Tech: Chip designer Oppstar Technology eyes listing to raise at least RM100 mil

This article first appeared in The Edge Malaysia Weekly, on March 29, 2021 - April 04, 2021.
Cheah: We want to be a ‘Doraemon’ for our customers — if you need a solution, you can come to us and we will pull it out of our pocket for you (Photo by Oppstar Technology)

Cheah: We want to be a ‘Doraemon’ for our customers — if you need a solution, you can come to us and we will pull it out of our pocket for you (Photo by Oppstar Technology)

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OPERATING at the front end of the semiconductor value chain, Oppstar Technology Sdn Bhd is one of the very few home-grown semiconductor contract design houses in Malaysia that provides complete integrated circuit (IC) designs and system solutions.

The premier IC design service firm, which has been profitable since its incorporation in 2014 — with the exception of the first year of operation — is now ready for an initial public offering (IPO).

According to Oppstar co-founder and chief technology officer Cheah Hun Wah, the plan is to raise at least RM100 million.

“Oppstar is a profitable company, but our pockets are not deep enough. So, going for a listing is definitely one option for us to raise funds and grow further. If you look at our profitability, coupled with our resources, capabilities and customers, we are ready for listing,” he tells The Edge in an exclusive interview.

As keen as Oppstar is in taking the IPO route, Cheah acknowledges that the company can raise fresh capital via other avenues or corporate exercises, if they make better sense.

He discloses that Oppstar has been talking to private equity (PE) firms, as the company hopes to rope in strategic investors that can take it to the next level, but there has been no material development so far.


Oppstar intends to bring the world’s highest-end technology to Malaysia, and to set up an IC design hub in the country (Photo by Oppstar Technology)

“For the IPO, we have not set any specific time frame, but we are looking at it very seriously. Whether it is the Main Market or ACE Market, it depends on various factors. Our company has grown quite fast over the last seven years. Hopefully, we can grow faster in the next few years,” Cheah says.

Bursa Malaysia is not a shoo-in for the IPO, however, as Oppstar is in talks with several bourses in Asia as well.

“We are exploring not just Bursa but also the foreign stock exchanges. Frankly, we love Malaysia, this is our country. So, of course, we will prioritise Bursa,” he says.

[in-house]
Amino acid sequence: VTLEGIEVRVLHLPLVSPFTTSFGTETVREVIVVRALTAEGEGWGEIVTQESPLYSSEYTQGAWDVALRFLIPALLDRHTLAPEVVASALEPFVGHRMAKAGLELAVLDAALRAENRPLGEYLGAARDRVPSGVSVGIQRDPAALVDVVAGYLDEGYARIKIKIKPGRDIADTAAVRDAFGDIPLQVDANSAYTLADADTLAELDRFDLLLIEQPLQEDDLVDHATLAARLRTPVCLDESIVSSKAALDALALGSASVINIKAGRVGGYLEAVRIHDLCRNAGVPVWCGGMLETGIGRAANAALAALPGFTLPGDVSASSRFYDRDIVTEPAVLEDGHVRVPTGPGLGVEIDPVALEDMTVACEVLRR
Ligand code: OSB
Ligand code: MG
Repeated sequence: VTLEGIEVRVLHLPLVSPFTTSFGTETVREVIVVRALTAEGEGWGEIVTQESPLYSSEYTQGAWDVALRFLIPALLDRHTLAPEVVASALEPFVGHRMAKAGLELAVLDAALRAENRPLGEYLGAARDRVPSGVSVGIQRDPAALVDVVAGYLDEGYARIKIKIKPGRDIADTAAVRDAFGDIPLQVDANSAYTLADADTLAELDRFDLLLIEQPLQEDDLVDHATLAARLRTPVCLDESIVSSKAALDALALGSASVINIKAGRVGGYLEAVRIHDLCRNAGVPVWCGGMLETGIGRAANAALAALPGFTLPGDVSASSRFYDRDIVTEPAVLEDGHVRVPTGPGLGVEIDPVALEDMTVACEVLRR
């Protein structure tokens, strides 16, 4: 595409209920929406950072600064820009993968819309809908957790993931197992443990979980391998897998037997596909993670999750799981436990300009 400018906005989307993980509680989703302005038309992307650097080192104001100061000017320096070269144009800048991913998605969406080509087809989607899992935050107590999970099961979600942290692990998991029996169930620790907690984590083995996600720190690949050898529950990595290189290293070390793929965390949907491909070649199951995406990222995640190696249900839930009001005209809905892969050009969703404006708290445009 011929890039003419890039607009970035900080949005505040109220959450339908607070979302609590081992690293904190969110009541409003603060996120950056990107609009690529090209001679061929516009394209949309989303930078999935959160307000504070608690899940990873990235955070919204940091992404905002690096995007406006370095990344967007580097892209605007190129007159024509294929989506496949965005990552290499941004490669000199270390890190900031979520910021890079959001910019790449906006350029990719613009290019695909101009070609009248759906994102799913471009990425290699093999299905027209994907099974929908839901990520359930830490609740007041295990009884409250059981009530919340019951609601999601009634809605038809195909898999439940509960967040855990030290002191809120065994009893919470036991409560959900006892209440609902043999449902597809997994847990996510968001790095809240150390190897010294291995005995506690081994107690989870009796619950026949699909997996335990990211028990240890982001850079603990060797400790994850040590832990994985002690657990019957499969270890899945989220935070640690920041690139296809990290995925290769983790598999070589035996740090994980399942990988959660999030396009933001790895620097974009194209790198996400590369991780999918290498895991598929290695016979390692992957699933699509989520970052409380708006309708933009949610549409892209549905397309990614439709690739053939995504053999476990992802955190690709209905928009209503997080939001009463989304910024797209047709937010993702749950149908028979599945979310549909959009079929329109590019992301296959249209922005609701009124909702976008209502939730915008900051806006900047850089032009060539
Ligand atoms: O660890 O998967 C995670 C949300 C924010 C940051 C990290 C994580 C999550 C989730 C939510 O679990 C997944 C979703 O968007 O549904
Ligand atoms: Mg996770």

Considering that the semiconductor-related companies listed on the local stock exchange are mostly outsourced semiconductor assembly and test (OSAT) players and automated test equipment (ATE) manufacturers, the potential listing of Oppstar would provide an additional option for investors looking for semiconductor exposure in their portfolio.

“One positive development that we have noticed lately is that investors in Malaysia have more understanding of the semiconductor industry. Having said that, I think they still need to be better educated on front-end design companies like ours. Today, most of them are quite familiar with OSAT and ATE, but Oppstar is in a unique position, not just in Malaysia but also in the region,” contends Cheah.

The semiconductor manufacturing process begins with the design of IC — a set of electronic circuits consisting of miniaturised electronic components built into electrical networks. The ICs, also known as chips, are produced on a flat piece of wafer made of pure semiconductor material, normally silicon.

Employing its state-of-the-art process technologies in the dimension of nanometres, Oppstar designs chips used in computers, mobile phones, artificial intelligence (AI), Internet of Things (IoT) and the automotive industry. It is estimated that the market demand for IC design in China alone is US$50 billion (RM206.5 billion) a year.

That is precisely why Oppstar wants to evolve from being a local champion to becoming a global player. In its first three years of operations, the company had largely been dependent on local business opportunities. But as it moves overseas, Oppstar will be able to offer its services to Singapore, China, Japan, South Korea, Turkey, Egypt, Germany, the US and other countries highly interested in developing ICs.

“Oppstar has been known as a contract chip designer. But today, we can work with almost everyone from different industries. We want to be a ‘Doraemon’ for them — if you need a solution, you can come to us and we will pull it out of our pocket for you. For instance, we could partner with a coffee maker to put in an AI chip and AI solutions into its coffee machines,” says Cheah.

He adds that Oppstar does not serve a specific sector or country, and that its business does not rely on a single dominant product or customer.